October 2014 Non-Fiction Book of the Month.
A new perspective on one of history’s great heroes, with access to Shackleton’s original diaries and personal correspondence, Michael Smith is able to present a fresh understanding of an explorer who endured so much to further our knowledge of the Antarctic.
Like for Like Reading
Endurance: Shackleton's Incredible Voyage to the Antarctic, Alfred Lansings
The Lost Men: The Harrowing Story of Shackleton's Ross Sea Party, Kelly Tyler-Lewis
Ernest Shackleton is one of history's great explorers, an extraordinary character who pioneered the path to the South Pole over 100 years ago and became a dominant figure in Antarctic discovery. A charismatic personality, his incredible adventures on four expeditions have captivated generations and inspired a dynamic, modern following in business leadership. None more so than the Endurance mission, where Shackleton's commanding presence saved the lives of his crew when their ship was crushed by ice and they were turned out on to the savage frozen landscape. But Shackleton was a flawed character whose chaotic private life, marked by romantic affairs, unfulfilled ambitions, overwhelming debts and failed business ventures, contrasted with his celebrity status as a leading explorer. Drawing on extensive research of original diaries and personal correspondence, Michael Smith's definitive biography brings a fresh perspective to our understanding of this complex man and the heroic age of polar exploration.
One of the great explorers and a gifted leader of his men, Shackleton was a courageous and principled man, despite being unable to organise his own finances or love life. Thirty years after the last full biography of Shackleton and in the centenary year of the Endurance expedition to Antarctica, Michael Smith has combed the archives, including Shackleton’s diaries and private correspondence, to give us a fresh perspective on this inspirational man. This is a scholarly tome, though very readable, and Smith’s research has uncovered some interesting side stories, such as Frank, Shackleton’s brother’s, part in the 1907 robbery of the Irish Crown Jewels. However, the main event is the Antarctic expedition, and what makes Shackleton a hot topic at today’s business schools is not his financial ineptitude, but his decision to put his men’s lives first and head for home even when his prize was in sight.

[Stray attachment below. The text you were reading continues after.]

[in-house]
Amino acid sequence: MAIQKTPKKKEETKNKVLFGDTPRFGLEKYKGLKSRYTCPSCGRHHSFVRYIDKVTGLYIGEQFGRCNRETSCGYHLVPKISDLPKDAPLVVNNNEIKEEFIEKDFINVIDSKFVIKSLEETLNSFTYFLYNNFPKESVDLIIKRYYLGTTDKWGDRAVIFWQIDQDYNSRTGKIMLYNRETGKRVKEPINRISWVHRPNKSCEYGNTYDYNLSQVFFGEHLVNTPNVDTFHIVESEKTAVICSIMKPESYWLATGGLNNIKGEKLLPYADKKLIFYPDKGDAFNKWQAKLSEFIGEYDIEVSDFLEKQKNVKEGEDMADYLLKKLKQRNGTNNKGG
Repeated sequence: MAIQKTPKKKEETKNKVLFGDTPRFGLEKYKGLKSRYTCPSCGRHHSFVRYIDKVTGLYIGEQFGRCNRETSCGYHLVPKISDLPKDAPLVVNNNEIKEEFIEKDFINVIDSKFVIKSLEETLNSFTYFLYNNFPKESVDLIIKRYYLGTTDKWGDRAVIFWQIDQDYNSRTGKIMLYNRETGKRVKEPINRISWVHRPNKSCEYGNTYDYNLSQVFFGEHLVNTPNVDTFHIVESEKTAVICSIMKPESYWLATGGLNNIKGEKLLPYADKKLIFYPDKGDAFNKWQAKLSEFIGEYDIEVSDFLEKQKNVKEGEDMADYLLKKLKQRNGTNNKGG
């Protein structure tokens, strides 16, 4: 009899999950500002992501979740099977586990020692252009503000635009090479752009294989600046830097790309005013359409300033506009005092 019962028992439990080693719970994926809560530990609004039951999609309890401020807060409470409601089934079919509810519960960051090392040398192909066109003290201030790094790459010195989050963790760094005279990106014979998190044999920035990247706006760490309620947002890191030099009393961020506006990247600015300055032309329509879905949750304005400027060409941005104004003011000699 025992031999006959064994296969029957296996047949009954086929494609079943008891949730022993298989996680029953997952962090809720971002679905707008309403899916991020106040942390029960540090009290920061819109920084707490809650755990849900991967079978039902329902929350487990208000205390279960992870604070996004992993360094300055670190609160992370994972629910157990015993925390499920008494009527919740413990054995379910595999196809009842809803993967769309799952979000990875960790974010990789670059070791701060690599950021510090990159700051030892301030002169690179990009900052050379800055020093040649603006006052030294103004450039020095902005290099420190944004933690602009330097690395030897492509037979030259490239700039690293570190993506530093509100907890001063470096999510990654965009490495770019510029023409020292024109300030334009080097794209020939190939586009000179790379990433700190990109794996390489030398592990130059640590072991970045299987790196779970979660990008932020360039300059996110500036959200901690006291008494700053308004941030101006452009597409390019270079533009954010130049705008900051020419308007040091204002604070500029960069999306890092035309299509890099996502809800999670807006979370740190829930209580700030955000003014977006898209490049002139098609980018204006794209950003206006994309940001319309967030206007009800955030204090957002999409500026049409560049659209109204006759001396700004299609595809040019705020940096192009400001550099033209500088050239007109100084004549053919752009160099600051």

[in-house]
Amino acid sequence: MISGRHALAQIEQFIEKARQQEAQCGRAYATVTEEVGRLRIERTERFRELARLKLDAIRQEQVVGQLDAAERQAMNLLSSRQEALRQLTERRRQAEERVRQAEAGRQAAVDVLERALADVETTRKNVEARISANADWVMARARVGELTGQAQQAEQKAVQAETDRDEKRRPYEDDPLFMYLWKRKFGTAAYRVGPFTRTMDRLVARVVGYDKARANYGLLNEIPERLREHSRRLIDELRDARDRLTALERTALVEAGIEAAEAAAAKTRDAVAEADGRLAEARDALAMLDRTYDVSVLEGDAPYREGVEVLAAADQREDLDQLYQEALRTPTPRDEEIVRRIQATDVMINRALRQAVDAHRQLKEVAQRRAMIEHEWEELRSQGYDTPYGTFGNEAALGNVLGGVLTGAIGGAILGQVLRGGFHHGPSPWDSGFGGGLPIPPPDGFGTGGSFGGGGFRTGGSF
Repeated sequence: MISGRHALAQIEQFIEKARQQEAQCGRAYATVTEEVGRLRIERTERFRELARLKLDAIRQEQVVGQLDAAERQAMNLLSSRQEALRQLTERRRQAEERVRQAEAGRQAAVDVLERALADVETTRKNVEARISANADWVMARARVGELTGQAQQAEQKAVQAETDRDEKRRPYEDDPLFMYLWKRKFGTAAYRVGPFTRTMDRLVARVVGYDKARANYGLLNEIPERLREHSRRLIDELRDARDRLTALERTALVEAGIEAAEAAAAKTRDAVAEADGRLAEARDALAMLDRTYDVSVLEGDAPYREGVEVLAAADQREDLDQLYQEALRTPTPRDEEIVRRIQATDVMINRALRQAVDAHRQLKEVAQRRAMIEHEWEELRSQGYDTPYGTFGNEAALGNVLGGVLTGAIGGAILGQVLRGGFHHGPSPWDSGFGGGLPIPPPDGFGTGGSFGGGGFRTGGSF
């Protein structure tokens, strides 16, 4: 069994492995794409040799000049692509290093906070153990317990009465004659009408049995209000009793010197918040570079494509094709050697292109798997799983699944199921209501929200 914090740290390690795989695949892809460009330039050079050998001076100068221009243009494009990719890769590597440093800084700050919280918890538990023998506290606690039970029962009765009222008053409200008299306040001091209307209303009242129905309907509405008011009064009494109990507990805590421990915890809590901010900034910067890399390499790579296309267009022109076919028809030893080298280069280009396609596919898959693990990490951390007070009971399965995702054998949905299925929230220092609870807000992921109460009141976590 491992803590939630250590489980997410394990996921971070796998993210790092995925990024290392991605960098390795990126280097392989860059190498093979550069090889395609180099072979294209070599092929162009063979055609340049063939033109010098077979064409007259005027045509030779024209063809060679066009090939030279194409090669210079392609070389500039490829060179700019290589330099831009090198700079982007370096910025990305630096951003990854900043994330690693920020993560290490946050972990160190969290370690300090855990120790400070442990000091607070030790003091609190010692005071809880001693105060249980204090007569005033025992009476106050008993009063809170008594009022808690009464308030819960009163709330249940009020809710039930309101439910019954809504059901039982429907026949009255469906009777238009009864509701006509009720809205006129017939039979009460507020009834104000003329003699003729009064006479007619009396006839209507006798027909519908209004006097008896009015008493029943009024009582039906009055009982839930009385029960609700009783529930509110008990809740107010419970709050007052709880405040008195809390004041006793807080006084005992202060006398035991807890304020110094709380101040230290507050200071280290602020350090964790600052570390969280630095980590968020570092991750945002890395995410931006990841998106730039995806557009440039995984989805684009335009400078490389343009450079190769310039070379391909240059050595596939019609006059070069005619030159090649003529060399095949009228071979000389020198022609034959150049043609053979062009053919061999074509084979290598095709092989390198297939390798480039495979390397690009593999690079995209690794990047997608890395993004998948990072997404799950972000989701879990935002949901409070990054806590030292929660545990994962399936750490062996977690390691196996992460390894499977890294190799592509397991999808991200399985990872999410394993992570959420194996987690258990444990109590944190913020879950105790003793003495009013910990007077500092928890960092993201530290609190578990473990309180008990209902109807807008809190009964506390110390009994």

'The epic struggles, heroics and unbelieveable hardships of the voyages are wonderfully told. Compulsive reading.'
-The Irish Times on An Unsung Hero
'A fascinating book - warm, complex, engaging - just like the man himself. This absorbing new biography strips away the myths and misconceptions to reveal one of the twentieth century's most important explorers in all his flawed genius.'
-Mick Conefrey, author of Everest, 1953
'Perhaps the most riveting biography I've ever read.'
-Orlando Sentinel on An Unsung Hero
Publication date: 02/10/2014
Publisher: Oneworld Publications
|Publication date:||2nd October 2014|
|Genres:||Biography / Autobiography, Books of the Month,|
Michael Smith, a former journalist, is an established authority on polar exploration. He has written a number of books including An Unsung Hero: Tom Crean Antarctic Survivor, which was short-listed for the Banff Mountain Book Festival 2002. The illustrated version was shortlisted for the Irish Published Book of the Year 2007. He contributes to TV and radio documentaries and lectures on polar history.More About Michael Smith